For years, the Pell Grant program has received broad bipartisan support. But now, tremendous growth in the federal student-aid program at a time when politicians are looking for ways to trim the budget is leading to ramped up rhetoric.
Among the most volatile criticism is coming from Rep. Denny Rehberg, R-Mont., who chairs the House Appropriations Subcommittee on Labor, Health and Human Services and Education. Last week, he compared Pell Grants to "welfare" in a radio interview and questioned doling out money with no requirement for graduation.
(See story and link to the interview in the Huffington Post.)
President Obama's fiscal 2012 budget requests $41 billion for Pell Grants to help an anticipated 9.6 million students. To sustain the growing program, the administration proposes ending year-round Pell awards, although that has also generated criticism from Democrats.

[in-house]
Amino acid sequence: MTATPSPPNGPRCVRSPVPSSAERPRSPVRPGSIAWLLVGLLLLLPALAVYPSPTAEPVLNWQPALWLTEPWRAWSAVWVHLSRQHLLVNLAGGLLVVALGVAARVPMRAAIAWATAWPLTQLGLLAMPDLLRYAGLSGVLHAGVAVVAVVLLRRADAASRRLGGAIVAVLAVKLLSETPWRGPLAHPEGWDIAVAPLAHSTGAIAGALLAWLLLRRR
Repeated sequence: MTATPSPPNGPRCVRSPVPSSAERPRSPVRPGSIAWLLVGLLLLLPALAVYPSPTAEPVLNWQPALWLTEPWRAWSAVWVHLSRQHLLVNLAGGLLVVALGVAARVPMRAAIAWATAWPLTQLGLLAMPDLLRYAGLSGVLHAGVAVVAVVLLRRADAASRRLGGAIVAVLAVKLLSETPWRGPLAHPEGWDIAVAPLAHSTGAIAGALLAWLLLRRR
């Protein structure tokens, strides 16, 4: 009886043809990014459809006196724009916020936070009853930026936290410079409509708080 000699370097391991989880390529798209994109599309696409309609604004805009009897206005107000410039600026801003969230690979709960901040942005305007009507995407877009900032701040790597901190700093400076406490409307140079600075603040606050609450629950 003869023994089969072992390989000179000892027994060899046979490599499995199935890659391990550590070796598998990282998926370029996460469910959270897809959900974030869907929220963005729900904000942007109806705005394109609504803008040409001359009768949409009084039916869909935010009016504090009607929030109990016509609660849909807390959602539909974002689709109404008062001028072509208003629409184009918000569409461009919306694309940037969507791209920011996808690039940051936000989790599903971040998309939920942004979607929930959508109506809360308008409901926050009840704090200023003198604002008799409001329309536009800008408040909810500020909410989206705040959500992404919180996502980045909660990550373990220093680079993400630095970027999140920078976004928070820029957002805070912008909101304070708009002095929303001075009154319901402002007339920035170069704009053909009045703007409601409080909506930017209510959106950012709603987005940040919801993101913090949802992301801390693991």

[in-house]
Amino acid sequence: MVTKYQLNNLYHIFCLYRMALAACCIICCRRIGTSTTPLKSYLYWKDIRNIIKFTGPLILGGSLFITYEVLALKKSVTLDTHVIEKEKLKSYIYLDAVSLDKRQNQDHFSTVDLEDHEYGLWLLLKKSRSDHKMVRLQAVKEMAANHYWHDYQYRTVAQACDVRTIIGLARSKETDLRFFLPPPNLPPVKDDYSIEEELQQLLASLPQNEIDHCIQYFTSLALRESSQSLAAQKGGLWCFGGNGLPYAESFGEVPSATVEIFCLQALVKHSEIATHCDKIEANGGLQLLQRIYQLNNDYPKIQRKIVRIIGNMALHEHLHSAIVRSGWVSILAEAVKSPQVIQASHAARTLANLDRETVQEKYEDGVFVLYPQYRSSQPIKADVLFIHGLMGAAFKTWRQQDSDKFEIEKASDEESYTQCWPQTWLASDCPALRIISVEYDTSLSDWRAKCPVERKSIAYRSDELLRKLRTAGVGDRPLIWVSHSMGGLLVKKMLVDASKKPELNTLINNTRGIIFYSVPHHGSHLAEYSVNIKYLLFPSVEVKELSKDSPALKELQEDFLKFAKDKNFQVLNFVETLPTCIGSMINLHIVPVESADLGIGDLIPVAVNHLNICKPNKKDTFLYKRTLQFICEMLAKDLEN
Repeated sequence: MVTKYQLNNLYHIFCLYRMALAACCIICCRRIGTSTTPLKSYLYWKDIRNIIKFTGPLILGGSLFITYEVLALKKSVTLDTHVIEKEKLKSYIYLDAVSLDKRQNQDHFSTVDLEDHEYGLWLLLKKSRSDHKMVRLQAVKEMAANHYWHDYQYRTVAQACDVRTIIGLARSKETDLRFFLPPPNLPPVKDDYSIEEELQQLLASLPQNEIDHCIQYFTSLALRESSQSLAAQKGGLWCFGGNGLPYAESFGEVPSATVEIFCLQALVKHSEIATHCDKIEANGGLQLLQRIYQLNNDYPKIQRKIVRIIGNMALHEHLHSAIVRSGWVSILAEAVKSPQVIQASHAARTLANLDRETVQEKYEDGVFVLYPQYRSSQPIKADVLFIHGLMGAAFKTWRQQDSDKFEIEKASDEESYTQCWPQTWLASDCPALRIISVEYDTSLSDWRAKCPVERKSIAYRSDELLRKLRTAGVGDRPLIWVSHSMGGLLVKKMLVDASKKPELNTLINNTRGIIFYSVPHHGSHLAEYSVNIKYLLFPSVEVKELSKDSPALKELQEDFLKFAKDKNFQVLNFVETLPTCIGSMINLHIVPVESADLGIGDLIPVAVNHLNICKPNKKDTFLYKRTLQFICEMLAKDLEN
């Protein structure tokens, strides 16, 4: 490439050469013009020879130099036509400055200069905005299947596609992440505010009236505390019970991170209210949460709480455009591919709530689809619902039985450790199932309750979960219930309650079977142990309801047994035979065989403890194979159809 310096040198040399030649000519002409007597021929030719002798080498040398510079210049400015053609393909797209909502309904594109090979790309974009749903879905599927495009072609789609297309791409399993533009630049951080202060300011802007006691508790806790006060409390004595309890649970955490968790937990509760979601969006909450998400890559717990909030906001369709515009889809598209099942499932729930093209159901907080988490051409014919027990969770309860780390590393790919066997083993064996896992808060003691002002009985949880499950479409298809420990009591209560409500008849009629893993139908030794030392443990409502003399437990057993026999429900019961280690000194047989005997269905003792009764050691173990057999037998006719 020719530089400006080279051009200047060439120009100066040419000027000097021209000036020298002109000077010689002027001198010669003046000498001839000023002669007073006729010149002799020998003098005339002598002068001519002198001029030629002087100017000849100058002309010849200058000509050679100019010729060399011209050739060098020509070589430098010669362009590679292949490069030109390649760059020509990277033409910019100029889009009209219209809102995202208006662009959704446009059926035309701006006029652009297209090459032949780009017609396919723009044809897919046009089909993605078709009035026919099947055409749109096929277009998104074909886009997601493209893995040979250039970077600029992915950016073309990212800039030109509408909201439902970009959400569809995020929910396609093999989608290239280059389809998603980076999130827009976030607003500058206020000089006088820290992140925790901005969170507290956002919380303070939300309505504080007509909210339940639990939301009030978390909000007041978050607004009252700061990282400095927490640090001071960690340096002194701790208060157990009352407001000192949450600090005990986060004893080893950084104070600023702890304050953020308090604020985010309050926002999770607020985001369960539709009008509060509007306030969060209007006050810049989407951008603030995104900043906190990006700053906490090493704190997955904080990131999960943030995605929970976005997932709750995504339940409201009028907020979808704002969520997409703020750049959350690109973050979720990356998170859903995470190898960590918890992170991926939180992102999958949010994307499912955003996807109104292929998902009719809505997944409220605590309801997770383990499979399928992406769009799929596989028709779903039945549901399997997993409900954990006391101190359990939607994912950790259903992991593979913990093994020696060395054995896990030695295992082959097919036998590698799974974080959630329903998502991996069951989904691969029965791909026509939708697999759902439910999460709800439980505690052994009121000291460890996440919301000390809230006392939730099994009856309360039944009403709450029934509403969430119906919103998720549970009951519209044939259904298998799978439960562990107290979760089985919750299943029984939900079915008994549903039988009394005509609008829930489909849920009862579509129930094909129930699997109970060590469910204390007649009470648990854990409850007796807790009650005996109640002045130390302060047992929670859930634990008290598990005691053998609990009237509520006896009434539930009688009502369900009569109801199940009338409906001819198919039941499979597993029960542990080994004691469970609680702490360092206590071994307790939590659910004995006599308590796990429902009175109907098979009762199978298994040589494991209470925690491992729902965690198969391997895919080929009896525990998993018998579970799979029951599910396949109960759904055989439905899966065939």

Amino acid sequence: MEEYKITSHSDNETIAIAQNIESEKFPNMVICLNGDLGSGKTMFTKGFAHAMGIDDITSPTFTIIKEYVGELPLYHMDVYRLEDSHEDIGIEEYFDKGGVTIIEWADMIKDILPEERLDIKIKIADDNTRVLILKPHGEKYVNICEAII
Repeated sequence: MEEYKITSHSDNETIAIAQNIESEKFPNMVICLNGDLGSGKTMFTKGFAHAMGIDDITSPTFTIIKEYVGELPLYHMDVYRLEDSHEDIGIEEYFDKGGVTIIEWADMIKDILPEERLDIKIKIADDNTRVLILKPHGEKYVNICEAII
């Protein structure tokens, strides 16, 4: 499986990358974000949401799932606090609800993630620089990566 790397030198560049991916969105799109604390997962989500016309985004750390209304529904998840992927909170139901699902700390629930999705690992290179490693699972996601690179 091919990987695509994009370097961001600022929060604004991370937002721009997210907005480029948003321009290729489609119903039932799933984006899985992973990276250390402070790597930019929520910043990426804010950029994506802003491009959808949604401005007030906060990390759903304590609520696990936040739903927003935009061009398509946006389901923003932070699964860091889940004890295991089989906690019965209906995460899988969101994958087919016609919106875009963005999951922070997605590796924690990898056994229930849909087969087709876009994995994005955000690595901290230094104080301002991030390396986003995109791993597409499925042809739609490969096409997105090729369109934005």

The House GOP solution was to cut the maximum $5,550 Pell by $845, but that idea was rejected by the Senate. Now, as with many federal programs, the fate of Pell funding is up in the air until Congress reaches an agreement on the budget.
The Pell Grant program, which started in 1973, has helped millions of low-income students attend college. The majority of awards go to those with family incomes under $30,000.
As with most loan and scholarships, the Pell Grant is about providing access to higher education. Tying aid to completion would be a challenge.
Just 28 percent of students who pursue an associate's degree earn one in three years or less, and 56 percent of those seeking a bachelor's degree complete it in six years or less, according to the College Board.
In this political climate, the push to link aid with college completion is sure to be raised again as an issue.